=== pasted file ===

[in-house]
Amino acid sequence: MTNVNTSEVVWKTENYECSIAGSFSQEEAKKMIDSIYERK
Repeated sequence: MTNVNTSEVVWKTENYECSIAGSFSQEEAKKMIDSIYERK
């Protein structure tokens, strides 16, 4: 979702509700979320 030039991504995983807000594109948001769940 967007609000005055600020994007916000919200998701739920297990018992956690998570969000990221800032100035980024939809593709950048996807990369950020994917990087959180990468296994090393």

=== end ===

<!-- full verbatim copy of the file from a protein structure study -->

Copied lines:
[in-house]
Amino acid sequence: MTNVNTSEVVWKTENYECSIAGSFSQEEAKKMIDSIYERK
Repeated sequence: MTNVNTSEVVWKTENYECSIAGSFSQEEAKKMIDSIYERK
């Protein structure tokens, strides 16, 4: 979702509700979320 030039991504995983807000594109948001769940 967007609000005055600020994007916000919200998701739920297990018992956690998570969000990221800032100035980024939809593709950048996807990369950020994917990087959180990468296994090393």